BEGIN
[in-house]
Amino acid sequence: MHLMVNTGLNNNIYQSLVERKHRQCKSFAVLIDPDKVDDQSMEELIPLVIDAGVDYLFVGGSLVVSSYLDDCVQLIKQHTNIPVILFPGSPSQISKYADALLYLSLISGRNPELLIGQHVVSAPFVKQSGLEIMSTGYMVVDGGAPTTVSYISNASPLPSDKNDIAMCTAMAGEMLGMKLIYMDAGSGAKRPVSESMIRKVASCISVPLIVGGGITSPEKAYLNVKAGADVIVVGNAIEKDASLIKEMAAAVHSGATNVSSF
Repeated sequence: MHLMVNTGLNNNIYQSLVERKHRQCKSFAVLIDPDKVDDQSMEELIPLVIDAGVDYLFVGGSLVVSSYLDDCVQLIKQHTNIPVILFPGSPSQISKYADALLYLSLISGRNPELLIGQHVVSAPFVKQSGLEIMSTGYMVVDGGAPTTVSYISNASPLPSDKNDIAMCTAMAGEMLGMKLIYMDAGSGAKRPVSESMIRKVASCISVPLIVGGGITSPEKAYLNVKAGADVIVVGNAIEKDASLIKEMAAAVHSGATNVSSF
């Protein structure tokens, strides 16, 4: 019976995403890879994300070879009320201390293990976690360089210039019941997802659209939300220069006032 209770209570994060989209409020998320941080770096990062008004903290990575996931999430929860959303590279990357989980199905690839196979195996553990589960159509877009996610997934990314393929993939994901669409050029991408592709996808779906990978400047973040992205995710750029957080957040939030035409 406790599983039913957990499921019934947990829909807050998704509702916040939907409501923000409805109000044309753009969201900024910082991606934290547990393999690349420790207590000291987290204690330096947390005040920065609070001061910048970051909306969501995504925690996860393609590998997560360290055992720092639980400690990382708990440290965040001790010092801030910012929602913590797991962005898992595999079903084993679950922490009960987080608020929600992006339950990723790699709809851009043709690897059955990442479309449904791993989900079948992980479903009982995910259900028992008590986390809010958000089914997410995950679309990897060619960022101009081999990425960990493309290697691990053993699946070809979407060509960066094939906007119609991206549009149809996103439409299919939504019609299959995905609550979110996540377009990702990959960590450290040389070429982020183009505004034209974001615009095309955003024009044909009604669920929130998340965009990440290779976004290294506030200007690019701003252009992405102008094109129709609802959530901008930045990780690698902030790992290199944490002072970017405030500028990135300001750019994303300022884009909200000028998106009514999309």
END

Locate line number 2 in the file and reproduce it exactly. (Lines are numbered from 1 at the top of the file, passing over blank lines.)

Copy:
Amino acid sequence: MHLMVNTGLNNNIYQSLVERKHRQCKSFAVLIDPDKVDDQSMEELIPLVIDAGVDYLFVGGSLVVSSYLDDCVQLIKQHTNIPVILFPGSPSQISKYADALLYLSLISGRNPELLIGQHVVSAPFVKQSGLEIMSTGYMVVDGGAPTTVSYISNASPLPSDKNDIAMCTAMAGEMLGMKLIYMDAGSGAKRPVSESMIRKVASCISVPLIVGGGITSPEKAYLNVKAGADVIVVGNAIEKDASLIKEMAAAVHSGATNVSSF